Saturday, October 27, 2007

Too Good to Be True

The Bush Administration has long been defined by its remark that "we create our own reality." Getting bad press? Just make up your own press. The Republicans tried this a couple of years ago with "Jeff Gannon," a fake reporter who asked softball questions at presidential press conferences. Now, they've gone one better.

FEMA, perhaps concerned about the bad press it got for the incompetence it displayed during Hurrican Katrina, decided to make sure it got some good press for its handling of the California wildfires. How to ensure this? Simple: stage a fake press conference in which FEMA's own employees pretend to be reporters asking questions.

The fraud was so blatant, the chutzpah so unbridled, that even the Bush administration has backed away this outrageous stunt. DHS spokesman Russ Knocke called it "totally unacceptable," although White House press secretary Dana Perino contented herself with calling it an "error in judgment."

FEMA has announced that it is "reviewing [its] press procedures." Reviewing the press procedures? Did the procedures previously say "Have agency employees pose as reporters"? Yes, that one will have to be changed. And if the procedures still include "Secretly pay syndicated columnists money to promote government policies" or "Give press credentials to political operatives posing as reporters," perhaps those could be changed too. Sheesh.

1 comment:

Jeff Gannon said...

Old Media Ablaze Over Staged FEMA Presser

Liberal activists and the Old Media are aghast and outraged over a press conference conducted last Tuesday by the Federal Emergency Management Agency. Reporters were only able to listen to a department spokesman respond to questions about relief efforts for the California wildfires posed by other members of the FEMA staff. Homeland Security Secretary Michael Chertoff appropriately chastised the sham press conference and promised an investigation and disciplinary action and the White House expressed its displeasure with the incident.

Surely no one at FEMA believed that the staged event would not immediately be discovered and criticized. What could the motivation have been for such a stunt? Perhaps FEMA wanted an opportunity to present its version of events before the Old Media created its own reality about the fires and the actions of the agency. News consumers had already listened to reporters making comparisons to the federal response to Hurricane Katrina and attempting to find fault with the handling of relief efforts. California governor Arnold Schwarzenegger had to take ABC’s Claire Shipman by the hand to convince her that everything possible was being done and that she should stop trying to invent mistakes and shortcomings. Senate Minority Leader Harry Reid and other environuts demagogued the tragedy as evidence of the effect of global warming, while California Democrats like Sen. Barbara Boxer and Lt. Governor John Garamendi incorrectly claimed that relief efforts were impeded by having troops and equipment in Iraq.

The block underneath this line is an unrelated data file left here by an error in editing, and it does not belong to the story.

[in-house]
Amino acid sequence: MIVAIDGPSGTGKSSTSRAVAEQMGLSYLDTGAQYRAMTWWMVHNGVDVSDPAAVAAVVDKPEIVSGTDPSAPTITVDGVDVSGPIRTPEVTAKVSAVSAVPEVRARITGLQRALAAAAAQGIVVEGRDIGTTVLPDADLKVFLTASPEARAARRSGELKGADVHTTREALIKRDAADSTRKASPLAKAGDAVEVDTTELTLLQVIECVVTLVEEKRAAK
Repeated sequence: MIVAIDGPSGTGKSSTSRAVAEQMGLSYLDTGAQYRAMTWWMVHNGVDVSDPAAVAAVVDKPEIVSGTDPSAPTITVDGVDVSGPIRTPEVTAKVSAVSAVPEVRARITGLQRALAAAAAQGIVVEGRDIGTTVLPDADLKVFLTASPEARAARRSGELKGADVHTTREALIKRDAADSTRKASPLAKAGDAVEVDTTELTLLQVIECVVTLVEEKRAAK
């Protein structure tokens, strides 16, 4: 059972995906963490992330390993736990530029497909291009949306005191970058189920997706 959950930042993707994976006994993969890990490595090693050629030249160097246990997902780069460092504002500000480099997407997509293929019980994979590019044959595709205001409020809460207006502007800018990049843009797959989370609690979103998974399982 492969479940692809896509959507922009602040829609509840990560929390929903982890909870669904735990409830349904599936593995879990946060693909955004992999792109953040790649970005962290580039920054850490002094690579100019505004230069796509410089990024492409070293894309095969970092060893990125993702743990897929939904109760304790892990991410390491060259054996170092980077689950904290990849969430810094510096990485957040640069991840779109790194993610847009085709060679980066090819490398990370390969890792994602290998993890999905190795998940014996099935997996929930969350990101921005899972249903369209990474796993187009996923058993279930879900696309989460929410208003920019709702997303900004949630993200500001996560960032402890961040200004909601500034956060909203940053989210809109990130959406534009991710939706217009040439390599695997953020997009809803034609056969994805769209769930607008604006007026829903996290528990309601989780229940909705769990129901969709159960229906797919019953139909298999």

One of the lessons learned in the wake of Katrina is how the unaccountable Old Media are able to create a false impression that their ideological soul mates in the Democratic Party use for political advantage. In my book, “The Great Media War: A Battlefield Report”, I detail the flawed coverage of one of the greatest natural disasters in American history – a record that has yet to be corrected.

When I learned of the fake news conference, I expected that the characterization of Jeff Gannon as a “phony reporter” would be revived. Liberal media activist Keith Olbermann noted it on his nightly train wreck of a talk show and the lefties of the blogosphere dutifully repeated it ad nauseum. This is a classic case of how a lie becomes reality, since the record proves otherwise. I was as real as a reporter gets, writing over 500 articles as a White House correspondent, a job that Secret Service records indicate I actually showed up for more than 200 times over the course of two years. The veracity of my work as a reporter has never been successfully challenged.

Further, in 2006 – a year after my supposed exposure as a “phony reporter” - my peers accepted me into the National Press Club, the most prestigious association of professional journalists in the world. My book about the media will be featured at the National Press Club’s 30th annual book fair on November 1. Not bad for a “fake, fraud and phony.”